A previously unpublished novel of the reflections of a deeply scarred and reclusive woman, from the cult icon Katherine Dunn, the author of Geek Love.
Sally Gunnar has withdrawn from the world. She spends her days alone at home, reading drugstore mysteries, polishing the doorknobs, waxing the floors. Her only companions are a vase of goldfish, a garden toad, and the door-to-door salesman who sells her cleaning supplies once a month. She broods over her deepest regrets: her blighted romances with self-important men, her lifelong struggle to feel at home in her own body, and her wayward early twenties, when she was a fish out of water among a group of eccentric, privileged young people at a liberal arts college. There was Sam, an unabashed collector of other people’s stories; Carlotta, a troubled free spirit; and Rennel, a self-obsessed philosophy student. Self-deprecating and sardonic, Sally recounts their misadventures, up to the tragedy that tore them apart.
Colorful, crass, and profound, Toad is Katherine Dunn’s ode to her time as a student at Reed College in the late 1960s. It is filled with the same mordant observations about the darkest aspects of human nature that made Geek Love a cult classic and Dunn a misfit hero. Daring and bizarre, Toad demonstrates her genius for black humor and her ecstatic celebration of the grotesque. Fifty-some years after it was written, Toad is a timely story about the ravages of womanhood and a powerful addition to the canon of feminist fiction.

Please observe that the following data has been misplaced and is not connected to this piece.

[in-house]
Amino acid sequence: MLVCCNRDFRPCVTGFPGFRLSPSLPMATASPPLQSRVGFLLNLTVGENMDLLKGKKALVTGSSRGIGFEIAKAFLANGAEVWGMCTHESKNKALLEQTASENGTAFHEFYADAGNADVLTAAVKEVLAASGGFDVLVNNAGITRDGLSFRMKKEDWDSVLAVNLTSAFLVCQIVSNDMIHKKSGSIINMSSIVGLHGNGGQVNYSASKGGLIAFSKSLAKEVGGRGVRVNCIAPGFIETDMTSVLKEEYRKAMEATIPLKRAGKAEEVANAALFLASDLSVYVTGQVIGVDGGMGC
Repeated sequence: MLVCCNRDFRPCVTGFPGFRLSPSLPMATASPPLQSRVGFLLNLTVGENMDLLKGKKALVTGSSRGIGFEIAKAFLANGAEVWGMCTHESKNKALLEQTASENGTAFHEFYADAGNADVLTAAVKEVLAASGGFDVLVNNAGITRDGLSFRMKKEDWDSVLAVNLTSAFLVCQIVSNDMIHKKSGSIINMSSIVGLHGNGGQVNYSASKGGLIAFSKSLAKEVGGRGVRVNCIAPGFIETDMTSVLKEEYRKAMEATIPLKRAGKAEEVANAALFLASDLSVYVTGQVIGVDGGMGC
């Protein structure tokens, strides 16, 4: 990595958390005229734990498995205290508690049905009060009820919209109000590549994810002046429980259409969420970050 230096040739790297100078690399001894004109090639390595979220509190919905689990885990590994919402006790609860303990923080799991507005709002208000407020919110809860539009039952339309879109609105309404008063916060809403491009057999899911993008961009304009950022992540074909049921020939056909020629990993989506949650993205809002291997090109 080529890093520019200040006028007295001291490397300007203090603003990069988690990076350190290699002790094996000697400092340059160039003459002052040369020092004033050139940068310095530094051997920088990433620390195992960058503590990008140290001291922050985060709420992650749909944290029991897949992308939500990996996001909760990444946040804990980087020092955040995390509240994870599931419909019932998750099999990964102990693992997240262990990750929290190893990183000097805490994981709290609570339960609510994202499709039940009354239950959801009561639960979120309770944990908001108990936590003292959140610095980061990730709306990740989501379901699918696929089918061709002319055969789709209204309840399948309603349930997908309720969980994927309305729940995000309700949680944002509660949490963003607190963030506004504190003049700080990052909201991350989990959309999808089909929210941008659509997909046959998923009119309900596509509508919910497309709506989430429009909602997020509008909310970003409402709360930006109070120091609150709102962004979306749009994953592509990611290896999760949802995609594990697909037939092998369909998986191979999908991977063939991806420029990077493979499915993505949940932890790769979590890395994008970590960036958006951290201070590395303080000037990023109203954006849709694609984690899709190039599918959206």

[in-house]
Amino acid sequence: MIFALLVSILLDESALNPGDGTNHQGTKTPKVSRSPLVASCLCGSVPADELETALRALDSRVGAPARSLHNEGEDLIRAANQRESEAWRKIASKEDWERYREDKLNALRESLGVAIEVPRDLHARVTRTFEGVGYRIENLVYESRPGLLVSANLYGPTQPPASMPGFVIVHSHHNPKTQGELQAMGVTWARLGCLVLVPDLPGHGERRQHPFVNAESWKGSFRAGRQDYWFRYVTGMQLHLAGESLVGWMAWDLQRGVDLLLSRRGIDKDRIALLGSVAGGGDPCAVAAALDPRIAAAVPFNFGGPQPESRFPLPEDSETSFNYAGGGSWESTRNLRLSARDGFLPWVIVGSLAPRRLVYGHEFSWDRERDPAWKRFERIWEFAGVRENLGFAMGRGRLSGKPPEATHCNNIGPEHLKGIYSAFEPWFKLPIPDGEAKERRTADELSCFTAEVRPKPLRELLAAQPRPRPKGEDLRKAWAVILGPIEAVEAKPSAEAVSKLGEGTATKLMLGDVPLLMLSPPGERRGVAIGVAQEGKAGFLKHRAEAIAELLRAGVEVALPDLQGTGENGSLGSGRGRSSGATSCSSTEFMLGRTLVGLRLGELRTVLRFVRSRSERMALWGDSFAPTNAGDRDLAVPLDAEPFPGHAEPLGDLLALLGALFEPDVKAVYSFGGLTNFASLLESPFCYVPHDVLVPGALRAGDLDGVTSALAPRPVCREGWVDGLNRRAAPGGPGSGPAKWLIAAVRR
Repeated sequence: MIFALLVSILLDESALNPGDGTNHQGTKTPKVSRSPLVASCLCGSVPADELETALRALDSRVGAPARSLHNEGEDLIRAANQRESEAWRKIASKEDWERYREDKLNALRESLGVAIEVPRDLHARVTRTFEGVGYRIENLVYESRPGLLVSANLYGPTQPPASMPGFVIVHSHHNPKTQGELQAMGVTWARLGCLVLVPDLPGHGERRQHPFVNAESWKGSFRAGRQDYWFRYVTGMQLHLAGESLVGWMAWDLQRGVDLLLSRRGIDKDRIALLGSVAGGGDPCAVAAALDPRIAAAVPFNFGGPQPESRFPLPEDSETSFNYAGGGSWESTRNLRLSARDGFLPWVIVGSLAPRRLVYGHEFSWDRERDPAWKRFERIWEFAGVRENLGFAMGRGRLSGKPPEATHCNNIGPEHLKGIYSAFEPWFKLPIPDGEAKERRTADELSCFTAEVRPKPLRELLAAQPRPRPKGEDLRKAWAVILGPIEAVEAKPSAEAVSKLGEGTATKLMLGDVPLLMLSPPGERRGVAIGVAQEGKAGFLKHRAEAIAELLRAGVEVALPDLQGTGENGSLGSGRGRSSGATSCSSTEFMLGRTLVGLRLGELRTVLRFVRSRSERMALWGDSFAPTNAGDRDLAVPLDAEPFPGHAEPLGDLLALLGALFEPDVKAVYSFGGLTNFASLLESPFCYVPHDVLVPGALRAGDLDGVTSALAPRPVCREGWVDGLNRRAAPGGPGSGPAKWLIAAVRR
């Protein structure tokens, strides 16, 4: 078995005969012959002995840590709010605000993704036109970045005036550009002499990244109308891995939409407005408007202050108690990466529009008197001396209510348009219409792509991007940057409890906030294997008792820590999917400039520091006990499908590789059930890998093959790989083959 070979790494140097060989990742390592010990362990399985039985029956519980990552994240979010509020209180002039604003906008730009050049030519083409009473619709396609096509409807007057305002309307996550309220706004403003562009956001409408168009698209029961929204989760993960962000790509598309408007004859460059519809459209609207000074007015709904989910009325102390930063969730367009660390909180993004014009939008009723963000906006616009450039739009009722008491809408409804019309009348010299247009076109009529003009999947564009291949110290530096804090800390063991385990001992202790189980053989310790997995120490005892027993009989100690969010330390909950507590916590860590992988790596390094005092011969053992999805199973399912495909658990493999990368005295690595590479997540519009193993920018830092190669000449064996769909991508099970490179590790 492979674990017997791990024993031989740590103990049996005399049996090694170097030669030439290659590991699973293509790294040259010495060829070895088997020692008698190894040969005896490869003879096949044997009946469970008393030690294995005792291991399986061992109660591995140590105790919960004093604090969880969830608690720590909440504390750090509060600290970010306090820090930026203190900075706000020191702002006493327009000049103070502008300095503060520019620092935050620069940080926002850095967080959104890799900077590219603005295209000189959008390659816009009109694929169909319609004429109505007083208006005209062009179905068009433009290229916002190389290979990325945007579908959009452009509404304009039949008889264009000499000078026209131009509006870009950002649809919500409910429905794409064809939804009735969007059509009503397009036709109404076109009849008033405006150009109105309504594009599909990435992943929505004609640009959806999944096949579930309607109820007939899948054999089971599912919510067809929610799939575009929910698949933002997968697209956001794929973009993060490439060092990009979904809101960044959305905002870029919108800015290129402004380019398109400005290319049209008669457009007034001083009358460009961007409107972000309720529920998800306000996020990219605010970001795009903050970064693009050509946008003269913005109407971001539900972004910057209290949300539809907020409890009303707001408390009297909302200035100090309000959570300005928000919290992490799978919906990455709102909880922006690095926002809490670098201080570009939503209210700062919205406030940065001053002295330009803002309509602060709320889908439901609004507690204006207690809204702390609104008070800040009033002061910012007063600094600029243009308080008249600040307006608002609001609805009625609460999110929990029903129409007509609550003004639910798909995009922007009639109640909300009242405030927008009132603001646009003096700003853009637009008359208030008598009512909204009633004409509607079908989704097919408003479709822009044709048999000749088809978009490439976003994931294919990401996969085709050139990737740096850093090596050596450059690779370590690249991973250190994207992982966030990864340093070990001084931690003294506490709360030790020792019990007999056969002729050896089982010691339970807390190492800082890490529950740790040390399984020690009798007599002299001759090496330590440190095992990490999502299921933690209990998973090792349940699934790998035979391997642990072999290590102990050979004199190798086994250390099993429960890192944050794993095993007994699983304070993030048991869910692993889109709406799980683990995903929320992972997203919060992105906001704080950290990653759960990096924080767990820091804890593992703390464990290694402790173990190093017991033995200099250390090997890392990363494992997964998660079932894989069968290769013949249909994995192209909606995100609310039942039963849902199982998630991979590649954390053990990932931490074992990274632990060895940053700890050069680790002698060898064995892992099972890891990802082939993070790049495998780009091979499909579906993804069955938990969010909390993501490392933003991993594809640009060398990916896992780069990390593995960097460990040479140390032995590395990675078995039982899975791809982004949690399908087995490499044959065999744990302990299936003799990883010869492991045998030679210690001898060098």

Dunn (1945–2016) leaves readers a throwback to the 1960s counterculture scene in this pungent precursor to her 1989 National Book Award finalist Geek Love. Sally Gunnar, middle-aged and living alone with her goldfish, reminisces about her student days spent on the periphery of the cool kid scene at a small liberal arts college in the northwest. She relives moments steeped in magic mushroom dust and unwashed bodies with her friend Sam, who rarely goes to class and never follows the rules. She looks with disgust, not on his filthy student digs or the horsemeat he serves, but on his circle of friends as they party and pose. She is filled with rage at their inauthenticity and the way they seem to themselves not exist unless someone is looking—except Sam. And then Carlotta appears. She and Sam move to a farm, then to Montana, and eventually tragedy strikes. Sally goes through a string of lovers, slits her wrists, and breaks the law with a violent act, all in an attempt at some kind of self-realization. The story has moments of hilarity, its raw prose fresh with unpretty evocations of stale rooms and bad poetry. It amounts to a sobering look at the reality of what one's glory days actually entailed, shot through with the unmistakable undertow of pain and self-loathing.